As part of a series of experiments, a group of researchers at the University of Washington's BioRobotics Lab launched denial-of-service attacks against a remotely-operated surgical robot, causing it to become difficult to control. The goal was to help design systems that could correct for such attacks and filter them out by identifying legitimate commands from the operator.
The robot used in the test was an experimental system, however, and it used a different networking approach from existing FDA-approved surgical robots. The researchers admitted that mounting such an attack on current surgical robots would be much more difficult. Rather than finding security flaws in existing robots, the researchers focused on finding ways to secure future "telerobots" that might use public network infrastructure not just for surgery, but other life-saving tasks such as fire fighting, explosive ordnance disposal, and searching collapsed buildings after earthquakes.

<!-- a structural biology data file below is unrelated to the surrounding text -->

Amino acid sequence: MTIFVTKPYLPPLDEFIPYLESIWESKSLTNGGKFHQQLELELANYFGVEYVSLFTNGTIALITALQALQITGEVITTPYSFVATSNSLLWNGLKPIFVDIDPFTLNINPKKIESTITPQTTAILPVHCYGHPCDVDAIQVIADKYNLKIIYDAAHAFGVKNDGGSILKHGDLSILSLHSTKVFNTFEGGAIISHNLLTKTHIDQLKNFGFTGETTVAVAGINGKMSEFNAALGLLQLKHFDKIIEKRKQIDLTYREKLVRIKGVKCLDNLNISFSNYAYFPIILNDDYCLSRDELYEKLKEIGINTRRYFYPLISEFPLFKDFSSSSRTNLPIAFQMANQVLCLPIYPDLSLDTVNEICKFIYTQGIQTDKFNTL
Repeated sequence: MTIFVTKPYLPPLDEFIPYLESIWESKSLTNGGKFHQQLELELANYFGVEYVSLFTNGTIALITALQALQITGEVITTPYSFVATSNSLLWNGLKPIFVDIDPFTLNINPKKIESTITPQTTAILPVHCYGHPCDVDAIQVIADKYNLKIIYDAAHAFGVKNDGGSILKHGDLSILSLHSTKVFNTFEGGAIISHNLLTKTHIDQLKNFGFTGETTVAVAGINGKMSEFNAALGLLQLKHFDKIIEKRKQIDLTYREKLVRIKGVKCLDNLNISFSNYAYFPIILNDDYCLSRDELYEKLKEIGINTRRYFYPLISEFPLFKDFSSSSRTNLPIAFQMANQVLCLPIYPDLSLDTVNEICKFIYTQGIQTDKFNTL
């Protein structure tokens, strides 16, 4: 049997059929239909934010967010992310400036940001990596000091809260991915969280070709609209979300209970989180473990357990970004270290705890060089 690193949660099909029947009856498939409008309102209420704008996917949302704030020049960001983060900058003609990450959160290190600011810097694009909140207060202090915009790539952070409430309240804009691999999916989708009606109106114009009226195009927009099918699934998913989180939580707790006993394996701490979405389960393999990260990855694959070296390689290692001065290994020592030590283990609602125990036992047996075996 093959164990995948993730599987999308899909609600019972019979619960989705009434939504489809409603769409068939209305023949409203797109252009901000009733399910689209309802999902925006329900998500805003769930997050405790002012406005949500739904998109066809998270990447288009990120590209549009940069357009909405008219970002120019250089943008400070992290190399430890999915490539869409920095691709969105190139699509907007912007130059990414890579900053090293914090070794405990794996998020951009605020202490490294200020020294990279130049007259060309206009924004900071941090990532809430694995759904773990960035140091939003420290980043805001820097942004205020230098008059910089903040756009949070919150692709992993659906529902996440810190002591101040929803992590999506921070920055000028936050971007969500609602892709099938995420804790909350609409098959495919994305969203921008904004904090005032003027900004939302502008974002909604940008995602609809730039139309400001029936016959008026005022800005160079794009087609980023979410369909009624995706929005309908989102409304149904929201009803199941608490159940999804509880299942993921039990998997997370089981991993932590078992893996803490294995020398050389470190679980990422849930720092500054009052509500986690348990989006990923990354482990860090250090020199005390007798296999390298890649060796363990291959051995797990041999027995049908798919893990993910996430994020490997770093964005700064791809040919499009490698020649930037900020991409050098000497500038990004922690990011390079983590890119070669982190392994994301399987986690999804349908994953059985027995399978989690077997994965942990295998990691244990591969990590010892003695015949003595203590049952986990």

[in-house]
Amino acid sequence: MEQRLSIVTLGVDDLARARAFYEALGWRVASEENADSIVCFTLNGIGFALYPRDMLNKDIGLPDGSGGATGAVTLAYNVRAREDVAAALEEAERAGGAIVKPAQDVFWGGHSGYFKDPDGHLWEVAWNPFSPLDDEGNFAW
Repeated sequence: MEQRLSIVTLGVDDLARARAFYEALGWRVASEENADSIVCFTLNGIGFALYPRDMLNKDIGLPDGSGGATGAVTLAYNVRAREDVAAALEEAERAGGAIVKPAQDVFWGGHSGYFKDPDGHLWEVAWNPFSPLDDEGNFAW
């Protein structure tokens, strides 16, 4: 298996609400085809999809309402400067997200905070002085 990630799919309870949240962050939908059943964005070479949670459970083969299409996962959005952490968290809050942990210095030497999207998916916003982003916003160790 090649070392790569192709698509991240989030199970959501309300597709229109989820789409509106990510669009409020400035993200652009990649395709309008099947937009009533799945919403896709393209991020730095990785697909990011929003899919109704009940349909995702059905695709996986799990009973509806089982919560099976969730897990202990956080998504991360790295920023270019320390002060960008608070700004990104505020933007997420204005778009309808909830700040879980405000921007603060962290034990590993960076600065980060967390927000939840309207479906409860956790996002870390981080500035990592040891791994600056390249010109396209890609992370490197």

Today, the vast majority of robotic surgeries are carried out over hardwired, dedicated local networks in hospitals. But there have been a number of cases where physicians have remotely performed surgery via robot—most notably, during the war in Iraq. New surgical robots could potentially be applied to assist people with life-threatening conditions in the wake of disasters, since they reduce the complications that could be caused by transporting patients to distant hospitals.